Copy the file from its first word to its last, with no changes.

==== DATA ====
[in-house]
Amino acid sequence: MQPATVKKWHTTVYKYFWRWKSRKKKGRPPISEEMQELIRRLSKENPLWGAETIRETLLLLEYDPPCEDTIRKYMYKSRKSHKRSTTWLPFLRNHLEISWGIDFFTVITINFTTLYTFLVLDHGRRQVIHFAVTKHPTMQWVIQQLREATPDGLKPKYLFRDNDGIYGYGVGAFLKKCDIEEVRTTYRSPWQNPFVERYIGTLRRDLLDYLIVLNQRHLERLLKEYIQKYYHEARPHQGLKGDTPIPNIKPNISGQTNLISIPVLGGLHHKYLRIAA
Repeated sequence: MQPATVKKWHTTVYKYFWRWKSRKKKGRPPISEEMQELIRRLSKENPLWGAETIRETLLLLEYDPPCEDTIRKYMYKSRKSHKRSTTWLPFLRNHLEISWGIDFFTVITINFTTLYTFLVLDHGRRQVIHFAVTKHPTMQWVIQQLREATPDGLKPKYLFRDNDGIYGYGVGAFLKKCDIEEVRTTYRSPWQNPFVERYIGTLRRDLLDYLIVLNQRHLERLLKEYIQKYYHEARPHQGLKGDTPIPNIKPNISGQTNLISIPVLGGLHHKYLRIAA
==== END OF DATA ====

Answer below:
[in-house]
Amino acid sequence: MQPATVKKWHTTVYKYFWRWKSRKKKGRPPISEEMQELIRRLSKENPLWGAETIRETLLLLEYDPPCEDTIRKYMYKSRKSHKRSTTWLPFLRNHLEISWGIDFFTVITINFTTLYTFLVLDHGRRQVIHFAVTKHPTMQWVIQQLREATPDGLKPKYLFRDNDGIYGYGVGAFLKKCDIEEVRTTYRSPWQNPFVERYIGTLRRDLLDYLIVLNQRHLERLLKEYIQKYYHEARPHQGLKGDTPIPNIKPNISGQTNLISIPVLGGLHHKYLRIAA
Repeated sequence: MQPATVKKWHTTVYKYFWRWKSRKKKGRPPISEEMQELIRRLSKENPLWGAETIRETLLLLEYDPPCEDTIRKYMYKSRKSHKRSTTWLPFLRNHLEISWGIDFFTVITINFTTLYTFLVLDHGRRQVIHFAVTKHPTMQWVIQQLREATPDGLKPKYLFRDNDGIYGYGVGAFLKKCDIEEVRTTYRSPWQNPFVERYIGTLRRDLLDYLIVLNQRHLERLLKEYIQKYYHEARPHQGLKGDTPIPNIKPNISGQTNLISIPVLGGLHHKYLRIAA